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Thanks to the long marriage between statistics and professional athletics, some of the most advanced users of analytics tools are found in sports. But as the use of analytics spreads from the playing field into business operations, the industry is addressing many of the same adoption challenges that confront business leaders in every sector.
The recent 2018 MIT Sloan Sports Analytics Conference (SSAC) delved into how teams and leagues are using analytics to boost revenue, and how they’re managing transitions in culture and strategy.
Know Your Customer
The rapid uptake of digital ticketing in sports is helping teams better identify their true customers for live events: the fan attending the game, rather than the individual who purchased the ticket. That’s important information for loyalty programs like “Magic Money” — credits awarded to fans of the NBA’s Orlando Magic that can be spent on seat upgrades and other purchases made via the team’s mobile app. The team is also running predictive analytics to forecast attendance and identify season-ticket holders who may be no-shows for a particular game. It can then proactively email those fans to offer the opportunity to transfer their tickets to someone else. When the effort is successful, it captures parking or concession-stand revenue that might otherwise be lost.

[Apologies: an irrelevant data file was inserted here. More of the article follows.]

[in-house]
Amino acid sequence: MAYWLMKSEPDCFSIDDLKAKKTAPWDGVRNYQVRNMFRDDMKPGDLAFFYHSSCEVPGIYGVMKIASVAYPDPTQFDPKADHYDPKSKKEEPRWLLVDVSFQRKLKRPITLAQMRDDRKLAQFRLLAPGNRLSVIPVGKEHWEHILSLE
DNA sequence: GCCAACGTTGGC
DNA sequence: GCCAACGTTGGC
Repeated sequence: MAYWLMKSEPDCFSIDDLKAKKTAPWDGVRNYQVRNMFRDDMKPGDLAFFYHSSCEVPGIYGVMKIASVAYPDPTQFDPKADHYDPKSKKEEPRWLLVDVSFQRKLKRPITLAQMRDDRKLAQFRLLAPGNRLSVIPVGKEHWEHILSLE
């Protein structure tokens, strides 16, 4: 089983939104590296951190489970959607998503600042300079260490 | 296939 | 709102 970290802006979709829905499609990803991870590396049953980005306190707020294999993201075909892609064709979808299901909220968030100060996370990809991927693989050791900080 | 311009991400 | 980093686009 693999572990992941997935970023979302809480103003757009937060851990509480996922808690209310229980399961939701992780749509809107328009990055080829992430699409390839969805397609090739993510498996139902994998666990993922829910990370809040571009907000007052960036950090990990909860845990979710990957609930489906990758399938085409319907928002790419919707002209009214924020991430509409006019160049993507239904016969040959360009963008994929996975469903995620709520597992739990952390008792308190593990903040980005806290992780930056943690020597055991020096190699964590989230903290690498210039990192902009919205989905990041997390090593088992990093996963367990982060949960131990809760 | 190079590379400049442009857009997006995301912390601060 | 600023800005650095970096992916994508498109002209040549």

Outside the arena, Ticketmaster Entertainment Inc.’s data group is pioneering a “verified fan” program with an eye to putting high-demand tickets directly into the hands of people who want to attend an event, not resellers whose jacked-up prices pinch consumers and don’t benefit venues or performers. Fans register online, and Ticketmaster uses a scoring algorithm to weed out brokers and bots, according to Ticketmaster senior vice president and head of data and marketing services John Forese, who spoke at the conference. Verified fans then receive a code to use when tickets go on sale.
At ESPN Inc., the quest for deeper insight into customers includes bringing fans into its media lab to observe them as they watch a game. It uses eye-tracking and heart-rate sensing, and maps their emotional state based on what is happening during the game, Vikram Somaya, ESPN’s senior VP, global data officer said at SSAC.